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Millions Face Barriers To Obtaining Medical Care

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Press Release Date: November 26, 1997

Nearly 13 million of the roughly 110 million families in the United States—11.6 percent of all families—experienced difficulty or delays in obtaining medical care or did not get the care they needed during 1996, according to new estimates from the Federal Agency for Health Care Policy and Research (AHCPR).

The most common barrier, experienced by 7.6 million families or roughly 60 percent of all those reporting difficulty with access, was not being able to afford care they needed. Other barriers included insurance-related problems, such as not being able to get referrals, transportation problems, or not being able to get child care.

Uninsured families were more likely than the average family to experience problems obtaining needed health care. More than 27 percent of them, or 3.3 million uninsured families, experienced barriers, including the inability to afford care. Hispanic families were more likely than white or black families to encounter problems. Roughly 1.4 million Hispanic families (15 percent of all Hispanic families) reported barriers. For almost seven in 10 of these Hispanic families, the problem was the cost of health care.

"These new estimates clearly indicate that access to care continues to be a significant problem," said HHS Secretary Donna E. Shalala. "By increasing the availability of health insurance for children, and instituting new reforms to help people take insurance with them when they change jobs, we have taken important steps to address these issues. Yet too many of our citizens lack basic access to health care."

In addition, more than 46 million Americans had no usual source of health care in 1996. This means nearly 18 percent of the population had no particular doctor's office, clinic, health center, or other place where they would usually go if they were sick or needed advice about their health. This figure is relatively unchanged from AHCPR estimates made from 1987 data.

The groups most likely to be without a usual source of health care were uninsured persons under age 65 (16.7 million, or 38 percent of this group), young adults ages 18 to 24 (8.5 million, or 34 percent of young adults), and Hispanics (8.4 million, or 30 percent of Hispanics). Young children and the elderly were more likely than adults under age 65 to have a usual source of care. Even so, there were 1.3 million children under age six and 2.9 million persons age 65 and older with no usual source of care.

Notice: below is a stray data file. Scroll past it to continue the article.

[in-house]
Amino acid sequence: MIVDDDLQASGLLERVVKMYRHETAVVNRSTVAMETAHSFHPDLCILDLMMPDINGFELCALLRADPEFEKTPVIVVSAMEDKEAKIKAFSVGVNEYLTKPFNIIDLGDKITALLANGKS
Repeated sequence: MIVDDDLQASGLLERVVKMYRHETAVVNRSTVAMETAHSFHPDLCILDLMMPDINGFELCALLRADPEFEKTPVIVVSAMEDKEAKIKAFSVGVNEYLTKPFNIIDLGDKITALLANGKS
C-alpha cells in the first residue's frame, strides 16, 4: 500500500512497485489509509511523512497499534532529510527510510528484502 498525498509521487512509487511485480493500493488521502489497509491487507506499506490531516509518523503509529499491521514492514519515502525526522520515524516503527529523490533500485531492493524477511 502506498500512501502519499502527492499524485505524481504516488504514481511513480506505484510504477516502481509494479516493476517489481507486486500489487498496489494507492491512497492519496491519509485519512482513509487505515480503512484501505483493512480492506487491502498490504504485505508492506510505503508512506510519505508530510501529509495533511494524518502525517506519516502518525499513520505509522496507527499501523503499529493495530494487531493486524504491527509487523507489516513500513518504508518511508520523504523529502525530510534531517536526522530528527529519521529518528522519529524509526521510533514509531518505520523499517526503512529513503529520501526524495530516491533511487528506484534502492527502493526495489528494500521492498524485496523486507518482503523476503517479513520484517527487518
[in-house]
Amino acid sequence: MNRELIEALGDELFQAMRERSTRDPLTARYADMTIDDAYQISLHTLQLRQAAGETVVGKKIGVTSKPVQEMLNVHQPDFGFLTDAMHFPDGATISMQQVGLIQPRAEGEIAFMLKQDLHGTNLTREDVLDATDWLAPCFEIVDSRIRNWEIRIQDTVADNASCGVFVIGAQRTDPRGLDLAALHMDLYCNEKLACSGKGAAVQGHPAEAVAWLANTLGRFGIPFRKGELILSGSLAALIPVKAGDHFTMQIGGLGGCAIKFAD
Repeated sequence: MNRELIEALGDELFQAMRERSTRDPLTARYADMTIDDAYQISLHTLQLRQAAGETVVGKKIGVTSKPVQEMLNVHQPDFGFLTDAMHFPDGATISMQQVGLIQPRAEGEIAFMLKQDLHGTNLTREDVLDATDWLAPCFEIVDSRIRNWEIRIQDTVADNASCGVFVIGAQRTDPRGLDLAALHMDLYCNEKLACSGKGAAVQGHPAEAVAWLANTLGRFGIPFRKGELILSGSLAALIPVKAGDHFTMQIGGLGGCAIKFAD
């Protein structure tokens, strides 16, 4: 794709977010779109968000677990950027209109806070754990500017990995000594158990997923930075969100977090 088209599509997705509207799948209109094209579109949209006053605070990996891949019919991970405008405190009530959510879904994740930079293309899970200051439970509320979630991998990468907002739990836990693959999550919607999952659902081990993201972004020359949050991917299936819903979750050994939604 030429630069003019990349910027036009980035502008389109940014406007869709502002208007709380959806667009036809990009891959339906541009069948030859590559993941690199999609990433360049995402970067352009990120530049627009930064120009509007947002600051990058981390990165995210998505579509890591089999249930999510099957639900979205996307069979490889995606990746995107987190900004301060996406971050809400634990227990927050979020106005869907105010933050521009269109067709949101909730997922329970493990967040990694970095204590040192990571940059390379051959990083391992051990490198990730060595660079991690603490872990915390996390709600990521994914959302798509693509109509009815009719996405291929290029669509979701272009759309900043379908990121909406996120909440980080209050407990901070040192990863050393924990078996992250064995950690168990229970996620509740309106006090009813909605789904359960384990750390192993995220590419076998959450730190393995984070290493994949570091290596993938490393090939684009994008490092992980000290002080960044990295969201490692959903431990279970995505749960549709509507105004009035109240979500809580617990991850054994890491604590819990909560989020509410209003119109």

"This is significant because people without a usual source of care may be less likely to receive treatment in a timely manner and to receive preventive health care services," said AHCPR Administrator John M. Eisenberg, M.D. Dr. Eisenberg said that without a personal physician or other usual source of care, patients are missing an advocate to help them make important health care decisions.

Among the 82 percent of Americans who did have a usual source of care, nearly 9 of every 10 said they used office-based providers and the rest said they got their care from hospital outpatient departments, clinics, or hospital emergency rooms. The most commonly used office-based providers were group or clinic practices and family or general practitioners.

The Balanced Budget Act of 1997 created a new Federal-State Children's Health Insurance Program under Title XXI of the Social Security Act. This program sets aside $24 billion over 5 years for states to initiate and expand health insurance coverage for uninsured children. The Health Insurance Portability and Accountability Act of 1996 is designed to improve the availability of health insurance to working families and their children. It includes important new protections for an estimated 25 million Americans who move from one job to another, who are self-employed, or who have pre-existing medical conditions.

Estimates are from the 1996 Medical Expenditure Panel Survey (MEPS). AHCPR designed MEPS—the successor to its National Medical Expenditure Survey—to provide policymakers and others with up-to-date, highly detailed information on how Americans as a whole, as well as different segments of the population, use and pay for health care. This ongoing survey also looks at insurance coverage and other factors related to access to health care.

Detailed findings are in Access to Health Care in America—1996, MEPS Highlights 3 (AHCPR Pub. No. 98-0002) and Access to Health Care in America—Sources and Barriers: 1996, MEPS Research Findings 3 (AHCPR Pub. No. 98-0001), which includes detailed tables. Both publications are available from the AHCPR Publications Clearinghouse by calling 1-800-358-9295 or writing to P.O. Box 8547, Silver Spring, MD 20907. The publications also are available through AHCPR's MEPS web site at http://www.meps.ahrq.gov, as are microdata files for persons wishing to conduct their own data analyses. Visit the AHCPR web site for other information on the Agency and its programs.

For additional information, contact AHCPR Public Affairs; Karen Carp, (301) 427-1858 (KCarp@ahrq.gov); Salina V. Prasad, (301) 427-1864 (SPrasad@ahrq.gov).

The information on this page is archived and provided for reference purposes only.

 

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